Kodak Files for Bankruptcy … an End to a Legendary Era in Photographic History

Image Courtesy of Daily Beast

If you are over 30, there is no question that Kodak has touched your life in some way. Myself, I grew up with my father taking pictures on a Kodak camera which were developed as Kodak slides, shown on a Kodak projector, and so on. The first camera I used was an Instamatic, and the first one I remember buying myself was one of the pictured Disc cameras, and I still have disc negatives in photo pouches in my house.

This week we learned that the legendary Rochester, NY based company has filed for bankruptcy protection:

Eastman Kodak Co, the photography icon that invented the hand-held camera, has filed for bankruptcy protection and plans to shrink significantly, capping a prolonged plunge for one of America’s best-known companies.

The Chapter 11 filing makes Kodak one of the biggest corporate casualties of the digital age, after it failed to quickly embrace more modern technologies such as the digital camera — ironically, a product it invented.

Kodak once dominated its industry, and its film was the subject of a popular 1973 song, “Kodachrome,” by Paul Simon.

The bankruptcy may give Kodak, which traces its roots to 1880, the ability to find buyers for some of its 1,100 digital patents, a major portion of its value. Kodak now employs 17,000 people worldwide, down from 63,900 just nine years ago.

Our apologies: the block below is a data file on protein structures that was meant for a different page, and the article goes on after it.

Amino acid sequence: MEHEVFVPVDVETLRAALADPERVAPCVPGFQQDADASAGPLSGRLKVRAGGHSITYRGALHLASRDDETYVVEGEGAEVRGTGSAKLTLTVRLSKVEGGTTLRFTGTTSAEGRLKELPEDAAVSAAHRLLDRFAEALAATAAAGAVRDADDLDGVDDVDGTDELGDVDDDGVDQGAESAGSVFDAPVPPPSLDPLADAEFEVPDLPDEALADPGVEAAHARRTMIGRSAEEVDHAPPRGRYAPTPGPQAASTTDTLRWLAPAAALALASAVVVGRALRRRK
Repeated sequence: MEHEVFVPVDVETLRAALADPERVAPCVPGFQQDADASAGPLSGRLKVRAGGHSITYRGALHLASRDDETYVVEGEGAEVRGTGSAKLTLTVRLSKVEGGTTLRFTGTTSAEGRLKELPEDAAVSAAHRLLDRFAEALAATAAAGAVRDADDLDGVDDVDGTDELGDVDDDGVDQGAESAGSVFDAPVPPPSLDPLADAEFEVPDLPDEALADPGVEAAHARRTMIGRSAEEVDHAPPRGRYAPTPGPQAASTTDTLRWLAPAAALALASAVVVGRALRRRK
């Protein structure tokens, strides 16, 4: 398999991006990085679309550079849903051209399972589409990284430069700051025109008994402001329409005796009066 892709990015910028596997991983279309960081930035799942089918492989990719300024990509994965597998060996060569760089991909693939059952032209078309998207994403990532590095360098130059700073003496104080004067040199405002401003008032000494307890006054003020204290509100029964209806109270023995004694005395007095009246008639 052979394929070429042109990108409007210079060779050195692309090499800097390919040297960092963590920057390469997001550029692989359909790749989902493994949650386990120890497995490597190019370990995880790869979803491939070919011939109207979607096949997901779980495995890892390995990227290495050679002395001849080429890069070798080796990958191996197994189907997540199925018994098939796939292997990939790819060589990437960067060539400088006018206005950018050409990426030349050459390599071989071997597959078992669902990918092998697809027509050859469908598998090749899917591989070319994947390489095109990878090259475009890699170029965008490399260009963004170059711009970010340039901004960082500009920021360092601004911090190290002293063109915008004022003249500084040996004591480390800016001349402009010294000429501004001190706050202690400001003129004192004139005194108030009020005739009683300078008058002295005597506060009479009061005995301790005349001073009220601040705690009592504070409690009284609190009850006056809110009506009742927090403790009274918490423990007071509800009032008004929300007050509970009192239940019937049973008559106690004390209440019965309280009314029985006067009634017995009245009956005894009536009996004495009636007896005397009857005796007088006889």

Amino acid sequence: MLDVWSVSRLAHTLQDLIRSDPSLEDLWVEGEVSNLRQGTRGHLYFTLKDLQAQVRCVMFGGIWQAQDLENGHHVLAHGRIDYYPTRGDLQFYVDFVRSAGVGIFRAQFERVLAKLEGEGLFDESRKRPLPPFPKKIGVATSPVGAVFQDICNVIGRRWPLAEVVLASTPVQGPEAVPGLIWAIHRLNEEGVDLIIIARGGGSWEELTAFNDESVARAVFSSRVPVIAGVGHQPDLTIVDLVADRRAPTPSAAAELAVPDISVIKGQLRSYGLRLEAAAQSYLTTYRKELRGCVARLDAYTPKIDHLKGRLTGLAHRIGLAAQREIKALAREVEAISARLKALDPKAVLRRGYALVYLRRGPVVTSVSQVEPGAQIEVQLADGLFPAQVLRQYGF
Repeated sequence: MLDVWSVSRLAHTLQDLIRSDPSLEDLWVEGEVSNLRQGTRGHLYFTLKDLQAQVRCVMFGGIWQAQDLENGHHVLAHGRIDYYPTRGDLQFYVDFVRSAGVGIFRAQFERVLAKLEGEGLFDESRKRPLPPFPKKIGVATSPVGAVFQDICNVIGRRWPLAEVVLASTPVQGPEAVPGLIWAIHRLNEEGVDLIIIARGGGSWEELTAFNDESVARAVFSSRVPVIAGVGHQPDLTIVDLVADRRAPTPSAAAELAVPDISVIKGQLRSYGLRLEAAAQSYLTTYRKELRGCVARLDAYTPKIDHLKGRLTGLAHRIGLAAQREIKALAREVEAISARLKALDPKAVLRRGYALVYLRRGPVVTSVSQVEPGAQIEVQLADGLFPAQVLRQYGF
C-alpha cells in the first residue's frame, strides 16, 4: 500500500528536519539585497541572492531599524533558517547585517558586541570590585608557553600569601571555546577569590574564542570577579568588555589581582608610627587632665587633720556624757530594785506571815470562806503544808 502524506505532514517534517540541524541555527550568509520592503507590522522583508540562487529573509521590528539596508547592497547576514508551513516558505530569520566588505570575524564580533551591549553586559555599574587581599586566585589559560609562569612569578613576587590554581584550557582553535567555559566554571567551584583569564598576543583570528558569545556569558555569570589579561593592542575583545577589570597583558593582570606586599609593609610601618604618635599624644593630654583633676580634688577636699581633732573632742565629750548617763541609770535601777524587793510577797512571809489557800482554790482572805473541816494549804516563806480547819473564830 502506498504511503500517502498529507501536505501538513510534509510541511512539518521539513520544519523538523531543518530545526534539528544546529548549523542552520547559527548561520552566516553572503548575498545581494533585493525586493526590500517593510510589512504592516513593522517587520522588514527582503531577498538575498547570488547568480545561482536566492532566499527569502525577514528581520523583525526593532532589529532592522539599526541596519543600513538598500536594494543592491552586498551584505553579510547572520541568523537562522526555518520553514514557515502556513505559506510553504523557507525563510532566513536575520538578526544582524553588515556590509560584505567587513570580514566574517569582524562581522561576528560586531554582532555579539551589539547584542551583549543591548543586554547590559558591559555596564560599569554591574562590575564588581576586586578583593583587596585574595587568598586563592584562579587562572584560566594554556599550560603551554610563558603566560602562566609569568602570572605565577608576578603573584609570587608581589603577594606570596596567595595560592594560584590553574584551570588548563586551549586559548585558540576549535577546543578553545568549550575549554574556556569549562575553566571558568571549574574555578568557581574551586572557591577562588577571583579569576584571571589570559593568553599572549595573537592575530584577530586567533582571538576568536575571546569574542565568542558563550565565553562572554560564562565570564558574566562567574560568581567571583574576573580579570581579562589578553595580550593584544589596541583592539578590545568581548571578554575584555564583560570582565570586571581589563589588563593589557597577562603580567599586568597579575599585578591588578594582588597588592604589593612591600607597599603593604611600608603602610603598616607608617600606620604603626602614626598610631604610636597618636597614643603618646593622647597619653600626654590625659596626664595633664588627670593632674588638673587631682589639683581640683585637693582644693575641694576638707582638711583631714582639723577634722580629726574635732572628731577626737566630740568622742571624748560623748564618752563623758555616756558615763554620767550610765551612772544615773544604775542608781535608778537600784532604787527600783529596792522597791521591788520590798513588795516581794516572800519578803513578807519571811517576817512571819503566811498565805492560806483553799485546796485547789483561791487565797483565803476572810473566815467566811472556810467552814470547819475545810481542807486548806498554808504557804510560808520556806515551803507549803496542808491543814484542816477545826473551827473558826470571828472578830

“It is a very sad day even though we had anticipated it,” said Shannon Cross, an analyst at Cross Research who has had a “sell” rating on the company since 2001. “If it emerges, it will be a much smaller entity.”

Kodak also said it obtained a $950 million, 18-month credit line from Citigroup Inc so it can keep operating and avoid having to liquidate. It said it expects to complete the bankruptcy process in 2013.

I remember visiting Rochester while looking at colleges in the early 80’s, loving the Eastman School of Music at University of Rochester, and of course checking out the company itself. Just like Polaroid at that time … it was a whole different world.

Here is the famous Paul Simon song Kodachrome from the famous Simon & Garfunkel concert in NYC in 1981, when Kodak itself was still a major force in the world:

What are your Kodak memories?

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